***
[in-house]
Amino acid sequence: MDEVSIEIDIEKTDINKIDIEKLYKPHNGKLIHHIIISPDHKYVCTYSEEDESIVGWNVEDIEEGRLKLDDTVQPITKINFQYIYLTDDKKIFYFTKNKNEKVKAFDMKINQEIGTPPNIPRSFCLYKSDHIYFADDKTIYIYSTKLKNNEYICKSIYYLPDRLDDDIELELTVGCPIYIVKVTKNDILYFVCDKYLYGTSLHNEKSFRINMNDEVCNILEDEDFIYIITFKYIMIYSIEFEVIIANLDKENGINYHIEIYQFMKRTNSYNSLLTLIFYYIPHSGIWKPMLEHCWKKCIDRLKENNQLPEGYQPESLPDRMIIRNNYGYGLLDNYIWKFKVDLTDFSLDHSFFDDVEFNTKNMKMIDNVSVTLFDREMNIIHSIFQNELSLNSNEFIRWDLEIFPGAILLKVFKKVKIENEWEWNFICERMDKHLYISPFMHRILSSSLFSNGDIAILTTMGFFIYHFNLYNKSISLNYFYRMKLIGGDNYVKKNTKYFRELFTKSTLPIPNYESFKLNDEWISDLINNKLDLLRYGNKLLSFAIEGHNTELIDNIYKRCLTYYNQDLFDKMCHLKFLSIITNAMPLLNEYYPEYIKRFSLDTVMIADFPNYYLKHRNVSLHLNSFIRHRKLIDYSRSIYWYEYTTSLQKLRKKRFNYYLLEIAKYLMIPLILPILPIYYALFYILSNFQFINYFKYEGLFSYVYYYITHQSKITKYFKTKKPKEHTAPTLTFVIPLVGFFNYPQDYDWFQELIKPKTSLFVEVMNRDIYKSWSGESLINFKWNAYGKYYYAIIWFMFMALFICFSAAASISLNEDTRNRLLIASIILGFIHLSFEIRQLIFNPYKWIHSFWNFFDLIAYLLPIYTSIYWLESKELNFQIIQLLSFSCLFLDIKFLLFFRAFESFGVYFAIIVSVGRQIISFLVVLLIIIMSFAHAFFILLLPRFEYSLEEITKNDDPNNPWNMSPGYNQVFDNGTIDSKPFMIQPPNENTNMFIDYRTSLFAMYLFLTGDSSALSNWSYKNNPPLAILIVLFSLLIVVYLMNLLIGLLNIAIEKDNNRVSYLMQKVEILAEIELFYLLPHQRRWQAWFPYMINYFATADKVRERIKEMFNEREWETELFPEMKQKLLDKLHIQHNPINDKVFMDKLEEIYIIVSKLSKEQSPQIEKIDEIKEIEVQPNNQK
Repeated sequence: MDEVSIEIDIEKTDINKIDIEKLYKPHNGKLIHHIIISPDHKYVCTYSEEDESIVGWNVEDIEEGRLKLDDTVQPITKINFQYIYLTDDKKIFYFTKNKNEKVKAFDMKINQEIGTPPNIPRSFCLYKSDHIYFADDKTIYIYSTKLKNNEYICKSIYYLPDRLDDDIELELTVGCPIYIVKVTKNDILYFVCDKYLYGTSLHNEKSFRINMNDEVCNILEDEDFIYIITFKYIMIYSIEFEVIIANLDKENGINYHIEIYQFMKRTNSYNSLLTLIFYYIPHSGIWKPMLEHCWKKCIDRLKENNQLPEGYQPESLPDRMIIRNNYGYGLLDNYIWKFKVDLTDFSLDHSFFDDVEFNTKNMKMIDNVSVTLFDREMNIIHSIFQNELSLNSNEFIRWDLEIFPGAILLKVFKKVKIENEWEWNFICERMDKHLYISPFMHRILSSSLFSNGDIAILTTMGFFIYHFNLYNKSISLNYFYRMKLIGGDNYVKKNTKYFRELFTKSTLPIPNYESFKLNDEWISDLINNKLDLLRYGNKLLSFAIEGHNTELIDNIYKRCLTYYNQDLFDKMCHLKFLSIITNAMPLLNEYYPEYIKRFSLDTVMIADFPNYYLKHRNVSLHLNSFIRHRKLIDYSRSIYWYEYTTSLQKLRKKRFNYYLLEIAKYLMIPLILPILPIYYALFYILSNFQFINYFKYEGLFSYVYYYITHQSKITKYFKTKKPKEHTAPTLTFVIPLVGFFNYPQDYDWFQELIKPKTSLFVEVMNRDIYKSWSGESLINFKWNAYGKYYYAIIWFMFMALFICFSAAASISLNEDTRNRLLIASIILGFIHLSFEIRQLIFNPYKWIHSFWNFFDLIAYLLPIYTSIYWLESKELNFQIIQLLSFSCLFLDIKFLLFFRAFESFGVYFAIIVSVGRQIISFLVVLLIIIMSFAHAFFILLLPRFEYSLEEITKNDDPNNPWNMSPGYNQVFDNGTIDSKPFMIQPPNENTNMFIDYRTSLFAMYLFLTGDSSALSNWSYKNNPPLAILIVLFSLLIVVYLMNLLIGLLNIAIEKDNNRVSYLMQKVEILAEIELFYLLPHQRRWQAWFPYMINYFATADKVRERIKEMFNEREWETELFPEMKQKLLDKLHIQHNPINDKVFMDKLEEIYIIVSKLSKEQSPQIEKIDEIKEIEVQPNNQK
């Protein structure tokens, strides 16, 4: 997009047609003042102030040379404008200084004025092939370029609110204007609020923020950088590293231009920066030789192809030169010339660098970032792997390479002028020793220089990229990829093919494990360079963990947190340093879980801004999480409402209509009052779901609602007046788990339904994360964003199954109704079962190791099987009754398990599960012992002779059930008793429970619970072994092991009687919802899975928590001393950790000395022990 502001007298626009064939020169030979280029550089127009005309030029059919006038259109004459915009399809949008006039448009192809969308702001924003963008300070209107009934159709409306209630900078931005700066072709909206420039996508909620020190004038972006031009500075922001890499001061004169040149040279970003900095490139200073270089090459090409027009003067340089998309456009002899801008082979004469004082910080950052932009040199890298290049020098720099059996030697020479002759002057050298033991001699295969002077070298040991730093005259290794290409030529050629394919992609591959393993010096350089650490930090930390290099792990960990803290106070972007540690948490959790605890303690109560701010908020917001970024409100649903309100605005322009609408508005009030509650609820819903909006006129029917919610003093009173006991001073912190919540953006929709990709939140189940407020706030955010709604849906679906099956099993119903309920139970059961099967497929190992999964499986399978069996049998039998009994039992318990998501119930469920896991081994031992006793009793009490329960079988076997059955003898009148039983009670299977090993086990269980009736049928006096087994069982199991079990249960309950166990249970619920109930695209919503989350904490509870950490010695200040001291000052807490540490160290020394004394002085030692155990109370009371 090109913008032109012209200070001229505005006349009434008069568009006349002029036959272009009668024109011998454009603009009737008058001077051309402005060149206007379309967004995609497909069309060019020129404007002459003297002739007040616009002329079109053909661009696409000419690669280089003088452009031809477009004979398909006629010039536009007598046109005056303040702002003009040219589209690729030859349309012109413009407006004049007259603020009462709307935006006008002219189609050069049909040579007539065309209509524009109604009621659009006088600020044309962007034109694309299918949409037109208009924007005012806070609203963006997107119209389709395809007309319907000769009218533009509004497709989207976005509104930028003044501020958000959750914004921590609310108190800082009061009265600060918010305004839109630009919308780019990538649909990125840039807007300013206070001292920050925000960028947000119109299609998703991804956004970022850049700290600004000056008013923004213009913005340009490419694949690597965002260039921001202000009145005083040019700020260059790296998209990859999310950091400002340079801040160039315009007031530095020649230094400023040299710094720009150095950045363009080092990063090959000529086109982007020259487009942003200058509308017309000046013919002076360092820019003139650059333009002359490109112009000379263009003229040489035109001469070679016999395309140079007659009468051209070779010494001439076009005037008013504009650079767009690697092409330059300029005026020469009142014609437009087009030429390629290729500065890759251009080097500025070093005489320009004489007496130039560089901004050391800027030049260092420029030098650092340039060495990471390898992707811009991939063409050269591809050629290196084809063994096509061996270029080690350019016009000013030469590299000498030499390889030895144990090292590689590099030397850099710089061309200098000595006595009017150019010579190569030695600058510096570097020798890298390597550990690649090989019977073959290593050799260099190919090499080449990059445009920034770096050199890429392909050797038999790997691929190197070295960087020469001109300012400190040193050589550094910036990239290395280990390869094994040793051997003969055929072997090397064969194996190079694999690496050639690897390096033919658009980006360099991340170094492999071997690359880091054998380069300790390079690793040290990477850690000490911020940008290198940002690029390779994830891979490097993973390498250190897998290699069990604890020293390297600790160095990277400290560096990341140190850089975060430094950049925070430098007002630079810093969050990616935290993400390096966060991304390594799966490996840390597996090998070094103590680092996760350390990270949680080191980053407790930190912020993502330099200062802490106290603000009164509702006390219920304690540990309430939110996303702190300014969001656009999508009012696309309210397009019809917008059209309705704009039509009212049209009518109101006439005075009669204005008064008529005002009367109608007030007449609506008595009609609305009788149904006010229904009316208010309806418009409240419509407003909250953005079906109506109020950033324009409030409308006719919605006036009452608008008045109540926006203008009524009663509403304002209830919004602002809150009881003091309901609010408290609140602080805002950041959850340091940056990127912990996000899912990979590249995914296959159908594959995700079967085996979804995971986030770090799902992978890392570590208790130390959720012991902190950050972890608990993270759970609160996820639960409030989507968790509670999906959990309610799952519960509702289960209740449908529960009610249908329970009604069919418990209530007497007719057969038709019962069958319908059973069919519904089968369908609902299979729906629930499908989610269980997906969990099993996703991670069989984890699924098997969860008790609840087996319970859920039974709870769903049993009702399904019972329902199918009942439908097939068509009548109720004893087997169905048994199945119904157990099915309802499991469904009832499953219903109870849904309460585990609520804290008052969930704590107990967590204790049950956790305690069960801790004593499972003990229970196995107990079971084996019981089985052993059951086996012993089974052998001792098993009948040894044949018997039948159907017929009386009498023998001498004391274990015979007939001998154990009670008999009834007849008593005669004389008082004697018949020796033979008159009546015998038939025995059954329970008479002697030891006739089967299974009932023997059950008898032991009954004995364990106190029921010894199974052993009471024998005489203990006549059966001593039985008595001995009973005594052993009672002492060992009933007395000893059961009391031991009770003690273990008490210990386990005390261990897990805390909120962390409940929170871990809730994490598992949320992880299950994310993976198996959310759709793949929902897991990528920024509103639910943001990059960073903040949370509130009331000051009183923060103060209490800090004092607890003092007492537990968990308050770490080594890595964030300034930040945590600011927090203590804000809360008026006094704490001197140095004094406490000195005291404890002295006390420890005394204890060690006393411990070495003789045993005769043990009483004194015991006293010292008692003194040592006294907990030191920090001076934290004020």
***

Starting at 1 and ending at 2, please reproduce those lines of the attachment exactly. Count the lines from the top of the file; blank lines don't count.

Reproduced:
[in-house]
Amino acid sequence: MDEVSIEIDIEKTDINKIDIEKLYKPHNGKLIHHIIISPDHKYVCTYSEEDESIVGWNVEDIEEGRLKLDDTVQPITKINFQYIYLTDDKKIFYFTKNKNEKVKAFDMKINQEIGTPPNIPRSFCLYKSDHIYFADDKTIYIYSTKLKNNEYICKSIYYLPDRLDDDIELELTVGCPIYIVKVTKNDILYFVCDKYLYGTSLHNEKSFRINMNDEVCNILEDEDFIYIITFKYIMIYSIEFEVIIANLDKENGINYHIEIYQFMKRTNSYNSLLTLIFYYIPHSGIWKPMLEHCWKKCIDRLKENNQLPEGYQPESLPDRMIIRNNYGYGLLDNYIWKFKVDLTDFSLDHSFFDDVEFNTKNMKMIDNVSVTLFDREMNIIHSIFQNELSLNSNEFIRWDLEIFPGAILLKVFKKVKIENEWEWNFICERMDKHLYISPFMHRILSSSLFSNGDIAILTTMGFFIYHFNLYNKSISLNYFYRMKLIGGDNYVKKNTKYFRELFTKSTLPIPNYESFKLNDEWISDLINNKLDLLRYGNKLLSFAIEGHNTELIDNIYKRCLTYYNQDLFDKMCHLKFLSIITNAMPLLNEYYPEYIKRFSLDTVMIADFPNYYLKHRNVSLHLNSFIRHRKLIDYSRSIYWYEYTTSLQKLRKKRFNYYLLEIAKYLMIPLILPILPIYYALFYILSNFQFINYFKYEGLFSYVYYYITHQSKITKYFKTKKPKEHTAPTLTFVIPLVGFFNYPQDYDWFQELIKPKTSLFVEVMNRDIYKSWSGESLINFKWNAYGKYYYAIIWFMFMALFICFSAAASISLNEDTRNRLLIASIILGFIHLSFEIRQLIFNPYKWIHSFWNFFDLIAYLLPIYTSIYWLESKELNFQIIQLLSFSCLFLDIKFLLFFRAFESFGVYFAIIVSVGRQIISFLVVLLIIIMSFAHAFFILLLPRFEYSLEEITKNDDPNNPWNMSPGYNQVFDNGTIDSKPFMIQPPNENTNMFIDYRTSLFAMYLFLTGDSSALSNWSYKNNPPLAILIVLFSLLIVVYLMNLLIGLLNIAIEKDNNRVSYLMQKVEILAEIELFYLLPHQRRWQAWFPYMINYFATADKVRERIKEMFNEREWETELFPEMKQKLLDKLHIQHNPINDKVFMDKLEEIYIIVSKLSKEQSPQIEKIDEIKEIEVQPNNQK